I was first of all working on the proofs of Lovers’ Knots. It has the most expensive phrase of any of my books. The editor queried the chronology of ‘hippies in Nimbin’, she was afraid the novel was set too early. It took a number of long distance phone calls to clarify (before the days of Google) and I finally came up with ‘people living on a disused dairy farm near Murwillumbah’. Then I started writing The Golden Dress, which I conceived there and wrote quite a bit of; it began with the clochard (tramp, homeless person, there’s no real good translation) who at that time was sleeping in the underground parking station opposite (the Cîté building hadn’t been started then) and wandering Paris in the day. Jean Kent was there shortly after me and she has some poems on the same subject; an interesting comparison. I found myself torn: if I was home working I thought, I should be out experiencing Paris, if I was out experiencing Paris I thought I should be home working. I got to know a visual artist, Ron McBride, who had none of these worries, he was out and about all day, in galleries and just looking at the city, and I finally did more of that. I worked very well on the book; since I thought of it there it developed out of that and I finished it when I got back.

Were you there alone, or with a partner? In either case, what were your favourite things about living in Paris for six months,and your least favourite things?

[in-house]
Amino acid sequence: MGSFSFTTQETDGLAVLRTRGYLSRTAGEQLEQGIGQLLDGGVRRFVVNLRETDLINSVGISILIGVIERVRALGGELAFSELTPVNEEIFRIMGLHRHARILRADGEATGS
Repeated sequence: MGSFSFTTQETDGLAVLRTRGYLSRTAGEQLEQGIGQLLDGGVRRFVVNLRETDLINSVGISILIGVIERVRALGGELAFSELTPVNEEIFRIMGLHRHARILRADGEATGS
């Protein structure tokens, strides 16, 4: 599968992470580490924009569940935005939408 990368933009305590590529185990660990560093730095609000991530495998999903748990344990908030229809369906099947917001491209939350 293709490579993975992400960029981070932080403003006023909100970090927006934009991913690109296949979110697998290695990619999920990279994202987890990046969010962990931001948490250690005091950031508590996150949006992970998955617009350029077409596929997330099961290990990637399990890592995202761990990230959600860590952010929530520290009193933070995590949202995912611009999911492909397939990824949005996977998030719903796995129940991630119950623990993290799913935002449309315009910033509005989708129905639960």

My husband was there most of the time. I used to say, the only thing worse than having him there would have been not having him there, which of course was true but simple-minded. He was a French scholar and had his own connections with Paris, he’d been a student at the Ecole Normale Superieure and could work there. And he was on long service leave and didn’t feel a need to work too hard. He did a lot of the housework, the shopping, went to the Laundromat, washed the floor. As it dried you could see that dust already sifting down on to it. We got on well, the space wasn’t really a problem, though I know other people found it so. Tim Winton with wife and two children hated it (see The Riders) and didn’t speak French; it is hard for a writer not to be fluent in the language of his surroundings. I think I turned the perception of the place round; before me people complained a lot. I pointed out that for that address in Paris the space was to be expected, that it was a wonderful area to live. That the whole thing was a fantastic privilege.